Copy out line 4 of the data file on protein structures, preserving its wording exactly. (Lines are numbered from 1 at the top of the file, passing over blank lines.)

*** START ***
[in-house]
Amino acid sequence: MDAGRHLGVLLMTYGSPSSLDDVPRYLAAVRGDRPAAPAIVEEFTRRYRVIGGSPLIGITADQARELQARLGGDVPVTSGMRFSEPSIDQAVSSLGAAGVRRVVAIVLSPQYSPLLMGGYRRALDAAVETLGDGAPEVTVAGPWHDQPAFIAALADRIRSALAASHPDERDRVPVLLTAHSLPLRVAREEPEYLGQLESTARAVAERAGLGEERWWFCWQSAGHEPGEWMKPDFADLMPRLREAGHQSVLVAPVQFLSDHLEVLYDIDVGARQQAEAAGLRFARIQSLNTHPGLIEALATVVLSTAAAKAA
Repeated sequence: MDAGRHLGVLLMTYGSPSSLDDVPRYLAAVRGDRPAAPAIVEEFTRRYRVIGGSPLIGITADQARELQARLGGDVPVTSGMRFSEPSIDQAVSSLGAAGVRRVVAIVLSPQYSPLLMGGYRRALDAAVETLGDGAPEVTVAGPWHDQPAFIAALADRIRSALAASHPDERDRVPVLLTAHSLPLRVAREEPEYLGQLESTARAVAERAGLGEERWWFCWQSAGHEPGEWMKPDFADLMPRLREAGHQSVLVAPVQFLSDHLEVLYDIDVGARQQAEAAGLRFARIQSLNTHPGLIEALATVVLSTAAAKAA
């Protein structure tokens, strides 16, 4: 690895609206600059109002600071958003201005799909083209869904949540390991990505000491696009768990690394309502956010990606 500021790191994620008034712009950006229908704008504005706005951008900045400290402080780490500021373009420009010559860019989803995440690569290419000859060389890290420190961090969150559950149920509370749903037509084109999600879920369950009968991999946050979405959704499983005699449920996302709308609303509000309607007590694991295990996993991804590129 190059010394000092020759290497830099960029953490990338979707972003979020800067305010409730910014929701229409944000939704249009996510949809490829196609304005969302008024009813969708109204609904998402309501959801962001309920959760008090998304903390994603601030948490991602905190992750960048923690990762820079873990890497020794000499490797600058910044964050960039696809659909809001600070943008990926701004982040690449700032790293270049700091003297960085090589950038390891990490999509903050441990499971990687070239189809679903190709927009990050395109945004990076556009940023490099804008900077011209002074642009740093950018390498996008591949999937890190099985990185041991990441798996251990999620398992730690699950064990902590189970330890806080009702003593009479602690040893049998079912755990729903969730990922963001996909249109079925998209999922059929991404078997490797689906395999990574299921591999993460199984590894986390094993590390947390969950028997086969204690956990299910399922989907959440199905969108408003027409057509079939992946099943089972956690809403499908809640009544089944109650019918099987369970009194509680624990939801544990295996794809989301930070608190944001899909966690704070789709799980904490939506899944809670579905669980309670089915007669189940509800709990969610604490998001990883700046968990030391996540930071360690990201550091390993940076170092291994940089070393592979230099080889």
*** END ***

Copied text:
């Protein structure tokens, strides 16, 4: 690895609206600059109002600071958003201005799909083209869904949540390991990505000491696009768990690394309502956010990606 500021790191994620008034712009950006229908704008504005706005951008900045400290402080780490500021373009420009010559860019989803995440690569290419000859060389890290420190961090969150559950149920509370749903037509084109999600879920369950009968991999946050979405959704499983005699449920996302709308609303509000309607007590694991295990996993991804590129 190059010394000092020759290497830099960029953490990338979707972003979020800067305010409730910014929701229409944000939704249009996510949809490829196609304005969302008024009813969708109204609904998402309501959801962001309920959760008090998304903390994603601030948490991602905190992750960048923690990762820079873990890497020794000499490797600058910044964050960039696809659909809001600070943008990926701004982040690449700032790293270049700091003297960085090589950038390891990490999509903050441990499971990687070239189809679903190709927009990050395109945004990076556009940023490099804008900077011209002074642009740093950018390498996008591949999937890190099985990185041991990441798996251990999620398992730690699950064990902590189970330890806080009702003593009479602690040893049998079912755990729903969730990922963001996909249109079925998209999922059929991404078997490797689906395999990574299921591999993460199984590894986390094993590390947390969950028997086969204690956990299910399922989907959440199905969108408003027409057509079939992946099943089972956690809403499908809640009544089944109650019918099987369970009194509680624990939801544990295996794809989301930070608190944001899909966690704070789709799980904490939506899944809670579905669980309670089915007669189940509800709990969610604490998001990883700046968990030391996540930071360690990201550091390993940076170092291994940089070393592979230099080889």